The story of Revere is one I see through my mother’s eyes.
Irene Quinn O’Connell was just 13 in 1933 when she left her grandparents' home in Buffalo, New York, to reunite with her family, who had sent her to live with her extended family because of the devastating impact of The Great Depression.
She joined her family in a home made in a small summer cottage on Avalon Street in Revere. Later, it would become my home.
The tiny shack in the Shirley Ave. (always "Ave." never "Avenue") neighborhood was steps to Revere Beach, the first public beach in America, and, in the 1930s and 1940s, the home to many entertainment milestones (The Cyclone roller coaster was, in its day, the tallest roller coaster ever built).
U.S. & World
She often told me about how as she rode down Shirley Ave. upon her arrival to her new home, how she couldn’t understand how the water from Revere Beach didn’t just flow up the street.
Irene Quinn lived a colorful life before I arrived in 1961 that involved stints working for the organizations (read into that word choice what you will) that ran the Revere Beach amusements, and a job out west working for her uncle’s travelling rodeo. She managed the concession business.
But what she taught me about Revere was that its strength came, and comes, from its lifeline -- the immigrant communities that call Revere home.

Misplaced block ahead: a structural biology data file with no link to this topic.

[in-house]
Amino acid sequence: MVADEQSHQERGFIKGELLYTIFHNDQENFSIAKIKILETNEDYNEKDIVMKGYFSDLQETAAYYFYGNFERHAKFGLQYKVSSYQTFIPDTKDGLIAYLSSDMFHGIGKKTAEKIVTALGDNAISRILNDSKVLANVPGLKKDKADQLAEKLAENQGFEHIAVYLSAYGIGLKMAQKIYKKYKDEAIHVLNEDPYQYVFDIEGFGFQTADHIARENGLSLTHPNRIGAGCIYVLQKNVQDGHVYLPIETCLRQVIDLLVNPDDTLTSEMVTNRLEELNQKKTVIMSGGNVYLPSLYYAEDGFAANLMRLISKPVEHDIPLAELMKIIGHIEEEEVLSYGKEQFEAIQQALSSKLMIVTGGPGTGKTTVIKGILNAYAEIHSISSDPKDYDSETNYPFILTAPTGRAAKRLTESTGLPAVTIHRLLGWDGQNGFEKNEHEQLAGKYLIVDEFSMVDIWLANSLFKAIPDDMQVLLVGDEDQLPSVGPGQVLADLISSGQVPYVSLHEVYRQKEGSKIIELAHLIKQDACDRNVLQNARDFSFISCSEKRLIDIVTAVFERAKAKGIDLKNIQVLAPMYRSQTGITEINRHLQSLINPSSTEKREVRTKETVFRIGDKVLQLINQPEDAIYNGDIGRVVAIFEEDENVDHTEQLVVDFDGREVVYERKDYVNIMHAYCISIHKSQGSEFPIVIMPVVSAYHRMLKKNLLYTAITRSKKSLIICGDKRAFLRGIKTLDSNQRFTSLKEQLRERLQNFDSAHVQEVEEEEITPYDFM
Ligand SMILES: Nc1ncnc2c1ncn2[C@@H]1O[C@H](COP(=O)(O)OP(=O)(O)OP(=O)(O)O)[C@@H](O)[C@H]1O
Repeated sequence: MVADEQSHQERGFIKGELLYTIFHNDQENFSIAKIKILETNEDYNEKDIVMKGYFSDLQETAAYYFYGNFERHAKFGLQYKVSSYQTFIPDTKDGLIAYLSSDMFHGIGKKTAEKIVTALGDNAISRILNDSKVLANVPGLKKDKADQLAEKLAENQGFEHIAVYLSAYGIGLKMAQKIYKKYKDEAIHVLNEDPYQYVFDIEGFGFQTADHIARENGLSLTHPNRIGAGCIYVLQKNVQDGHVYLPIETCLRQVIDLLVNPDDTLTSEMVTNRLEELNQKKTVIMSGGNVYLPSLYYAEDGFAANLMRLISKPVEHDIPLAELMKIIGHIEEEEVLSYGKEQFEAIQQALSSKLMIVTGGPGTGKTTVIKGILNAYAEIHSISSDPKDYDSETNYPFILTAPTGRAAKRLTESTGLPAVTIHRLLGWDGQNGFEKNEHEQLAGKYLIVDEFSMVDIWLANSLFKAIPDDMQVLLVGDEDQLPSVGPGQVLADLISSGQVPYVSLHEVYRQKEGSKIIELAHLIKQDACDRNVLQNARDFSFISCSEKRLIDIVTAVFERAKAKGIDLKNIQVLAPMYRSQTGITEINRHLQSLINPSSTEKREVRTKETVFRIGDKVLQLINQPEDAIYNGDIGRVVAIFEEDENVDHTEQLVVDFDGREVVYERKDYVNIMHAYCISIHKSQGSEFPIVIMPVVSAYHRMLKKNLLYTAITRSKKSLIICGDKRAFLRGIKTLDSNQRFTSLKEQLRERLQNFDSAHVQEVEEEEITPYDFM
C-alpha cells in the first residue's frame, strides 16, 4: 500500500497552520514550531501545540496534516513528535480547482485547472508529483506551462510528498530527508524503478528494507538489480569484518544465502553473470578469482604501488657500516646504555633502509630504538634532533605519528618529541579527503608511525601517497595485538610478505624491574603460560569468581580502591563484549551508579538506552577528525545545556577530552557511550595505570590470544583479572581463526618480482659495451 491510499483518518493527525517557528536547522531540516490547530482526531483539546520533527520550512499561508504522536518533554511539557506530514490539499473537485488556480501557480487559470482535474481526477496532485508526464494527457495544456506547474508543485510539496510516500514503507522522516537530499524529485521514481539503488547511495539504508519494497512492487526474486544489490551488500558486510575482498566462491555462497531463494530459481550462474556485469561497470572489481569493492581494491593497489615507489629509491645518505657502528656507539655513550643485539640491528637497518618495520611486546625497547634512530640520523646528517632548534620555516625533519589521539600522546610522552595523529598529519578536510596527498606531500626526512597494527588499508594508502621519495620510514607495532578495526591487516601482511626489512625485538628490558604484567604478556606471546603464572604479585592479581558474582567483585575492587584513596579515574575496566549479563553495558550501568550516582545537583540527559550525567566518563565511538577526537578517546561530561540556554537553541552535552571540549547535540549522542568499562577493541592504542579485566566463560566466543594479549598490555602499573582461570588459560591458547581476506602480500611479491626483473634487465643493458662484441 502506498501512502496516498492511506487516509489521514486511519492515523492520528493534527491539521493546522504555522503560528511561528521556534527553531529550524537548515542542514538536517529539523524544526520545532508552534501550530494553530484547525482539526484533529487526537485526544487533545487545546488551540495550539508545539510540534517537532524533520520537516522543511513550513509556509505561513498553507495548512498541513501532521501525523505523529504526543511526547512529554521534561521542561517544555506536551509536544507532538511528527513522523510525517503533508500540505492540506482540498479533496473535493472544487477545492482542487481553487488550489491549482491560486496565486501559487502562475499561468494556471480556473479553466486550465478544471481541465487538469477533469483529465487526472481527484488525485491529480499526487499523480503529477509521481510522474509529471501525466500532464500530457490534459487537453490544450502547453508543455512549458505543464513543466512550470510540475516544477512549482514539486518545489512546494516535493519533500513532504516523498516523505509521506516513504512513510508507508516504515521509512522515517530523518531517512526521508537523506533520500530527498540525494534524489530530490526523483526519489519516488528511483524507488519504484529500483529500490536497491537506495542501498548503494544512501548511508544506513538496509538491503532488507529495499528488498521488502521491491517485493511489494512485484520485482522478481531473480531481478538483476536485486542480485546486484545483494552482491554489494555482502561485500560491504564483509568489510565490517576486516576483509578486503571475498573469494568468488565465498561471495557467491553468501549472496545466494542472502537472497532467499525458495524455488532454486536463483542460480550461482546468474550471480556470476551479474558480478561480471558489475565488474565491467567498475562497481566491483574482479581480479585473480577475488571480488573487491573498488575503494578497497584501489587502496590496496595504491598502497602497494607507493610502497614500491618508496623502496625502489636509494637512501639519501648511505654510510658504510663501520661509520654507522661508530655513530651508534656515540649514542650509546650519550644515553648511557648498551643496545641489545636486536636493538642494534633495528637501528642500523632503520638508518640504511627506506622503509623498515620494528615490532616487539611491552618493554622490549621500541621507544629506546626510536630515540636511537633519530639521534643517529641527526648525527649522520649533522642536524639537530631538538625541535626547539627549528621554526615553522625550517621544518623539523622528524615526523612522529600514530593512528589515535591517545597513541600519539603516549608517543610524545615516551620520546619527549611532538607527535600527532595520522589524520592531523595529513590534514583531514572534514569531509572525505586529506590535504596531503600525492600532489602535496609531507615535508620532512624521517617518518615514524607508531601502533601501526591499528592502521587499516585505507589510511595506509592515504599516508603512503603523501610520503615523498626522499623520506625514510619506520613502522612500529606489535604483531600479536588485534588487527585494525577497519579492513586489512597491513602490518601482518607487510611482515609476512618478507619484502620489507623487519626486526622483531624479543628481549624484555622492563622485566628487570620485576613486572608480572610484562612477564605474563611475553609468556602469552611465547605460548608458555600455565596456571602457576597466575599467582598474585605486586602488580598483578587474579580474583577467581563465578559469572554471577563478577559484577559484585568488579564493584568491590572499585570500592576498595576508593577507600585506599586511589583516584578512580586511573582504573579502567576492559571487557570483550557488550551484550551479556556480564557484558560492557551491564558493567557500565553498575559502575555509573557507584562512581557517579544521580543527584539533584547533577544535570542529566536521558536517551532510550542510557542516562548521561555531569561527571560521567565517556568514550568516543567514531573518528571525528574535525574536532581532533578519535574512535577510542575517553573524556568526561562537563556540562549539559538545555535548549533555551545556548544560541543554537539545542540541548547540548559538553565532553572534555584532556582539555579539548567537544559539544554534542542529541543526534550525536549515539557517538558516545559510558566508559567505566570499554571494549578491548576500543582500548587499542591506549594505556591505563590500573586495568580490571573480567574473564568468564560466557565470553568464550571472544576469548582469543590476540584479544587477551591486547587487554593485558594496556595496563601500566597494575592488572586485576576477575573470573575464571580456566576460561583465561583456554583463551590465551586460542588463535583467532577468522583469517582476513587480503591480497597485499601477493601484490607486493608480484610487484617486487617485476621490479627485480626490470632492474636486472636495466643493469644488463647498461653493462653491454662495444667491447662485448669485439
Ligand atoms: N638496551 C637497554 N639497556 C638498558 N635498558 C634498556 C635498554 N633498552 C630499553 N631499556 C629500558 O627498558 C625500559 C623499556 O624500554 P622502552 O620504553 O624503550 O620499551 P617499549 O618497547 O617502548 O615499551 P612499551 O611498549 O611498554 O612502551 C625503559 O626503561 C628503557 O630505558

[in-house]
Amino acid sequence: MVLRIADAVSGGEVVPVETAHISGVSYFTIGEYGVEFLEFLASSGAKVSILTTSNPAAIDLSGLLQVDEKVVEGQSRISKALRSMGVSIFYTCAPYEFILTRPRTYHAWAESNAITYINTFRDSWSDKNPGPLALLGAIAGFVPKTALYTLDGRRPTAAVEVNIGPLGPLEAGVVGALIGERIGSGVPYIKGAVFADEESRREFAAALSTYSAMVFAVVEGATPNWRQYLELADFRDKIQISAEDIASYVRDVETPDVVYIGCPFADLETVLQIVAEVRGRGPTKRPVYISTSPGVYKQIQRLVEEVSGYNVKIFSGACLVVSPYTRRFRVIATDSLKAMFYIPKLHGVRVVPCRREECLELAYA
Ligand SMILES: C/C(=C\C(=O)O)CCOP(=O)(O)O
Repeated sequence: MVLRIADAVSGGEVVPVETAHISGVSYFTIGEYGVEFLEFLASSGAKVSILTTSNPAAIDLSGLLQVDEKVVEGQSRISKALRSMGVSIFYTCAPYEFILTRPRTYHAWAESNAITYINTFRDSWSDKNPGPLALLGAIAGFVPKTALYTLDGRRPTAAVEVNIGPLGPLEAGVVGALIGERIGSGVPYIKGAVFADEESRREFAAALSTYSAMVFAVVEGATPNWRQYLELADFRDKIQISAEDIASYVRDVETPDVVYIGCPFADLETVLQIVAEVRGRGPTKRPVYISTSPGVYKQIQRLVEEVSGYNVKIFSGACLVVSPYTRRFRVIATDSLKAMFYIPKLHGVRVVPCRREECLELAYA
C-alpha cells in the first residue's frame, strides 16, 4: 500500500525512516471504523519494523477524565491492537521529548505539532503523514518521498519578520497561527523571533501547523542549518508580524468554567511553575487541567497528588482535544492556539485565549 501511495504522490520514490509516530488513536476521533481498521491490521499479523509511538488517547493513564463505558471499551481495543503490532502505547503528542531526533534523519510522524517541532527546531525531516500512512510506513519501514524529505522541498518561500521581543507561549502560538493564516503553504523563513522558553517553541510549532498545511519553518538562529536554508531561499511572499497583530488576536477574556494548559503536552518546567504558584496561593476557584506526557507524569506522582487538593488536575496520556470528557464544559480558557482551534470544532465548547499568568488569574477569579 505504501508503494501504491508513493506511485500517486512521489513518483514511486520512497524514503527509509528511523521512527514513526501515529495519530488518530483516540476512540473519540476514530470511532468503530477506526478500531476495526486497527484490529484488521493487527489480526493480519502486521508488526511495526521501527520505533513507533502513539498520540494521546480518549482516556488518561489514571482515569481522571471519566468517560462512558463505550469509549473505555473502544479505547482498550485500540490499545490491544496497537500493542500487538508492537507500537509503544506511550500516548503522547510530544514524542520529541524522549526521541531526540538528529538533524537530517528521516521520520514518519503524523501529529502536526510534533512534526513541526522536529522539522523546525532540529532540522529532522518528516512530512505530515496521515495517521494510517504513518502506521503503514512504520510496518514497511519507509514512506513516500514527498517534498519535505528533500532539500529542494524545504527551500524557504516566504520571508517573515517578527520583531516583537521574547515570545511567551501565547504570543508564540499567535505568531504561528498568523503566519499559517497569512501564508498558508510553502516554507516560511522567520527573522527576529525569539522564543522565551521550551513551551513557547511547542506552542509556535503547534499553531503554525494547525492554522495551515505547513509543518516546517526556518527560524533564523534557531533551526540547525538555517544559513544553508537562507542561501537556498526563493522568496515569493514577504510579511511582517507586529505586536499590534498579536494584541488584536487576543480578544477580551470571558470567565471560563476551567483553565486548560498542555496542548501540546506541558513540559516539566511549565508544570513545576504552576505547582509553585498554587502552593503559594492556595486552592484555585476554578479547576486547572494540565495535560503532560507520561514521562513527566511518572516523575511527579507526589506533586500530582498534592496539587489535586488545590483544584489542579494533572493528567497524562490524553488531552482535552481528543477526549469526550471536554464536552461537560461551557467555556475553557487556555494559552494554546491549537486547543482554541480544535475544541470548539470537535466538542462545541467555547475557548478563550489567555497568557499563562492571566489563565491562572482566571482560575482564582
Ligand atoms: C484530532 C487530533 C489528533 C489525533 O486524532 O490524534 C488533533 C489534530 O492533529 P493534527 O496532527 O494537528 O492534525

As an Irish Protestant, my mom grew up surrounded by Jewish bakeries and Italian restaurants. When I was growing up in the 1960s and 1970s, many of our neighbors and shopkeepers were Holocaust survivors. It was not uncommon to see the horrific concentration camp tattoos on the hand of the owner of the pizzeria as he served me a slice.
The diversity was a given. My mother loved America, and wanted to share the wealth and the opportunity, although she didn’t have much. As a woman, she was keenly aware of the discrimination she faced, but it didn’t stop her from throwing down the ladder to help others up. In the 1970s, my mother sponsored a Cuban refugee who lived in our neighborhood for citizenship. They became best friends.
As our neighborhood changed, yet again, in the 1980s, this time to Spanish bodegas and southeast restaurants, my mom pivoted her focus and went to work for the UMass Extension Service, and later for CAPIC Headstart, serving Revere and the Greater Boston communities. Her goal was to help newly arrived immigrants.
She was famous for taking Cambodian and Vietnamese immigrants, via the Blue Line, to Haymarket to help them find spices and vegetables that could work in their native dishes. Such an excursion seems unnecessary now, but the grocery stores of the 1980s were not the bounty we have available to us today.
My mother, who passed away in 1999, never classified herself as anything other than “pragmatic” and would be thrilled to see the Revere of today -- forever reinventing itself as new immigrants choose to call it home. She would never sugarcoat the challenges this brings to long-time residents, or the "newcomers," but she believed that Revere, as always, was up to the challenge.
And so do I.